Talking About Children and Chronic Illness
I had another, different post set up for this morning, but I stopped working on it for 2 reasons:
1. The Medicated Child on PBS last night.
2. Today’s NY Times Article About Robyn O’Brien, food industry conspiracy theorist and mother of a food-allergic child.
Neither of these links addresses asthma, but if you think and read about children’s health you should go visit them. In the first, FRONTLINE examines mental illness in children, bipolar disorder especially, and the 6 million U.S. children on psychiatric medication. The second link outlines O’Brien and her controversial theory that
[t]he food supply is being manipulated with additives, genetic modification, hormones and herbicides, causing increases in allergies, autism and other disorders in children. . . . Kim Severson, NY Times
You know I’m not going to sit here and try to dissect mental illness in children or the thorny issue of pediatric psychiatric prescriptions. I’m certainly not going near Ms. O’Brien’s theory, either, being neither a food allergic parent nor a person familiar with current food allergy research.
I am going to ask a question.
What’s going on with our kids? Seriously.
This isn’t the first time I’ve asked the question, as you well know, and I’m not the first person to ask it. Before you start constructing arguments with me in your heads, understand I recognize the following concepts:
1. Higher rates of chronic illness in children probably partially results from better medical technology and diagnostic tools.
As Rick points out in his fascinating post about asthma treatment history that you should go read, plenty of kids like my daughter would have died as babies years ago, before modern medical technology could diagnosis them with asthma.
2. The Internet means better exposure for all patients with chronic illness.
Of course we’re going to read and hear more about diseases like asthma, given the billions of blogs and other websites.
But, you know, concepts don’t mean very much when it’s your kid who can’t breathe, and during the emergencies you don’t really care why she’s sick–you just want her to get better, to just breathe better. You start asking the bigger questions later and looking for someone understands.
I think that’s my bigger question, but my thoughts on this aren’t organized well enough yet to do the subject justice. Here it goes, anyway.
Why does parenting a child with a chronic health problem make us feel so alone?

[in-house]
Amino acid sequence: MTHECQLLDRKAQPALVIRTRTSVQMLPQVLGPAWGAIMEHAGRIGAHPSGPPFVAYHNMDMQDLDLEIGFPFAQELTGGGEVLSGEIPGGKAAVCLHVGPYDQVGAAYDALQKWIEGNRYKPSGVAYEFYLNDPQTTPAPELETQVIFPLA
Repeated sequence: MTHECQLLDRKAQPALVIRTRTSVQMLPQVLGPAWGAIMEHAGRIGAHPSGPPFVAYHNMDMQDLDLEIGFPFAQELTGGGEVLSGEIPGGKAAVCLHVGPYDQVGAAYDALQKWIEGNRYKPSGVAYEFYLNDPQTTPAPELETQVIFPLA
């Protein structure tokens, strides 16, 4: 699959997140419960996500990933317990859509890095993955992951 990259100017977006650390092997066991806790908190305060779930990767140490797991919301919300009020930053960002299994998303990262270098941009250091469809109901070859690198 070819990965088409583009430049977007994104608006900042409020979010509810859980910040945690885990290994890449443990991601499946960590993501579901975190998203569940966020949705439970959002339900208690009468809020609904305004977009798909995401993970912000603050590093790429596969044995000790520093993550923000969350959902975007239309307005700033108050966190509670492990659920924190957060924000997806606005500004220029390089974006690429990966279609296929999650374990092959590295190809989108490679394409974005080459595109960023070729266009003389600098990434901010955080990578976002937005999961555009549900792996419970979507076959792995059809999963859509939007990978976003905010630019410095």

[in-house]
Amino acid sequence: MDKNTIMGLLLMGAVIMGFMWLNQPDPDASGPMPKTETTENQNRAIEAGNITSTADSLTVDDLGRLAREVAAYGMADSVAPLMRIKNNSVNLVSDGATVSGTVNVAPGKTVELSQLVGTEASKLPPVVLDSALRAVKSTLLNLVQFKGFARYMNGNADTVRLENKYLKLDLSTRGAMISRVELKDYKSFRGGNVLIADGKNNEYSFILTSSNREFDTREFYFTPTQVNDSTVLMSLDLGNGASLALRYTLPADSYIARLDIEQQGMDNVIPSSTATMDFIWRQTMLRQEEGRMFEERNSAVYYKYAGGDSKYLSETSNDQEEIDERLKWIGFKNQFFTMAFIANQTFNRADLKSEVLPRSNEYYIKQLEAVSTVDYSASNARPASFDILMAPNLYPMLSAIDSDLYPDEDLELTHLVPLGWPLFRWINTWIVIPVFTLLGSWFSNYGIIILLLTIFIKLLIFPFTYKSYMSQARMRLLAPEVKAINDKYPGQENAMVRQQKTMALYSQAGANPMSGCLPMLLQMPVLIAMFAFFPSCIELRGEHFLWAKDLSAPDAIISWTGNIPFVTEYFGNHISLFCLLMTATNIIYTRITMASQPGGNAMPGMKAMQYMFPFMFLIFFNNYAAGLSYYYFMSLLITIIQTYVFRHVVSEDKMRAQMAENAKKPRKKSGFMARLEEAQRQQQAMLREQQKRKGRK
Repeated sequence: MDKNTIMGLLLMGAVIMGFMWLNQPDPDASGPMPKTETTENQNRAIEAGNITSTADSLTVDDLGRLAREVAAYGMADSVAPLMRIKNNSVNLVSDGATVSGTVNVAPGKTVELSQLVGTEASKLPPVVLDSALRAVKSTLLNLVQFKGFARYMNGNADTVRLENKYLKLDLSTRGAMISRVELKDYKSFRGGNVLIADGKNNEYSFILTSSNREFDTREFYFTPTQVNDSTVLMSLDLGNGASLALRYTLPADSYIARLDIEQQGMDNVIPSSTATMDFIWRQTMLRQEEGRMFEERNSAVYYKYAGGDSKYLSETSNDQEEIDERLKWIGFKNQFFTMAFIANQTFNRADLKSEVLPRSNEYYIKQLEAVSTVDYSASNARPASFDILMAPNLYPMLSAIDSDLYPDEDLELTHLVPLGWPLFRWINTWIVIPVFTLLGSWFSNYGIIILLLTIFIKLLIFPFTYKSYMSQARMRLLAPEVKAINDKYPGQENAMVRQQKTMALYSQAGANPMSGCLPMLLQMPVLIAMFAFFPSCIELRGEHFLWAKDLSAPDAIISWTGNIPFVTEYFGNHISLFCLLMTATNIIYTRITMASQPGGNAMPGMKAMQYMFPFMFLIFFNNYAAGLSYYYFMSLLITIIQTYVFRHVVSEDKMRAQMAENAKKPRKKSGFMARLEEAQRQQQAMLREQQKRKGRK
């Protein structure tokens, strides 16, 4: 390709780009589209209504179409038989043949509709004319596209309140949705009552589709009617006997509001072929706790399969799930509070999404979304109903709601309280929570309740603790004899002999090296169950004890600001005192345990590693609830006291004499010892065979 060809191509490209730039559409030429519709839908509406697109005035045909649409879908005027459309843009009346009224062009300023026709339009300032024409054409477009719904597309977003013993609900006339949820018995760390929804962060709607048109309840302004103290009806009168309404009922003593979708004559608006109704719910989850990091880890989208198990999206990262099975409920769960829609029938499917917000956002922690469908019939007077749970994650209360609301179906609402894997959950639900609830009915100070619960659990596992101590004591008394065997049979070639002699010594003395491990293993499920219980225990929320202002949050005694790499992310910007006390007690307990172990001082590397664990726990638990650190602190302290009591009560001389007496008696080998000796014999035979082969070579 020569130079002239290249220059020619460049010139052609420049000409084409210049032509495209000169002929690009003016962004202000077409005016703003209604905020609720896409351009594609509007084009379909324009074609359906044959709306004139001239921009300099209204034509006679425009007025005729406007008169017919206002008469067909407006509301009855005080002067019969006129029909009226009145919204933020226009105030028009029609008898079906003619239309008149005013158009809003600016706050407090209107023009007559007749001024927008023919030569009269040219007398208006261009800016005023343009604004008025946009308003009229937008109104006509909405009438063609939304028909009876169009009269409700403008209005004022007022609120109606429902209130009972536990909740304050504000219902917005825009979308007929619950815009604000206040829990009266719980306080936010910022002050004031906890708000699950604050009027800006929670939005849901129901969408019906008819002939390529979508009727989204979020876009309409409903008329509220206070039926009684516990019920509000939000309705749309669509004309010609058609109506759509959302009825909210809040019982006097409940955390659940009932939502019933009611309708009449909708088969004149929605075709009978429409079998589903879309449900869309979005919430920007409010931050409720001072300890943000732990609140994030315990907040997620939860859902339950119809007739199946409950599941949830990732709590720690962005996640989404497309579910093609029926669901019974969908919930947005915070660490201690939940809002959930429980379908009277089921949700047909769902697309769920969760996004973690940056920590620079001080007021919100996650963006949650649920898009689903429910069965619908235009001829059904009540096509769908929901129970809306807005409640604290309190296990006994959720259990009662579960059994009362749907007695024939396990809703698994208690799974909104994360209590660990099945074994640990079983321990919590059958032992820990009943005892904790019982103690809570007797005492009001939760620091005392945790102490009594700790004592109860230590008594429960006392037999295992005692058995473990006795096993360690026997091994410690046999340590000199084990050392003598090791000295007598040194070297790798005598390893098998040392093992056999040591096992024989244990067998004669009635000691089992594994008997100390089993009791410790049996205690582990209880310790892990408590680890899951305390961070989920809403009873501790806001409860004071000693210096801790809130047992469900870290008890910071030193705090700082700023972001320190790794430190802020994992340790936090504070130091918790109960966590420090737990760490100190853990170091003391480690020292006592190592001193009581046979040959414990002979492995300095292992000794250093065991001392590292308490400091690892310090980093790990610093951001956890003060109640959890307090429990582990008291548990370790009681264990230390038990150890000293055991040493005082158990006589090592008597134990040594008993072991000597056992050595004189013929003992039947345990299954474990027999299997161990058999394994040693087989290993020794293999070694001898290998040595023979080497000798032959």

If millions of U.S. children have asthma, for example, why has the biggest response to this blog–through the comments and the email–been from asthma patients and parents relieved to find someone else dealing with it, too?
Why do desperate parents have to sell cookies to fund research on their kids’ rare brain tumors? I’m not kidding. Go read the link, and you’ll be disgusted, too.
Again, I’m not trying to oversimplify. Disease or chronic illness, by their very specific natures and the special lifestyle requirements and restrictions they can require, isolate you from other people not living the same way.
I think the loneliness of this kind of parenting has deeper roots, though. We’re supposed to get our kids into safe and reputable schools, help them learn how to read, expose them to culture and nature and limit the TV, and find the means to buy them what they need and a little of what they want. Somehow the emphasis on those universal parenting duties means those of us struggling with our children’s health feel sidelined.
People don’t like to talk about illness if they don’t have to. It’s not always a hopeful subject, although thankfully there are plenty of pediatric medical stories with happy endings. It’s not particularly lighthearted, either, and there’s nothing sexy about respiratory symptoms, breath tests, and body fluids.
The good news: more and more I’m seeing evidence of better research, investigative productions like the PBS one above, websites and advocacy from concerned parents (including the controversial ones), and increasing numbers of people on the Internet talking about illness and asking the important questions.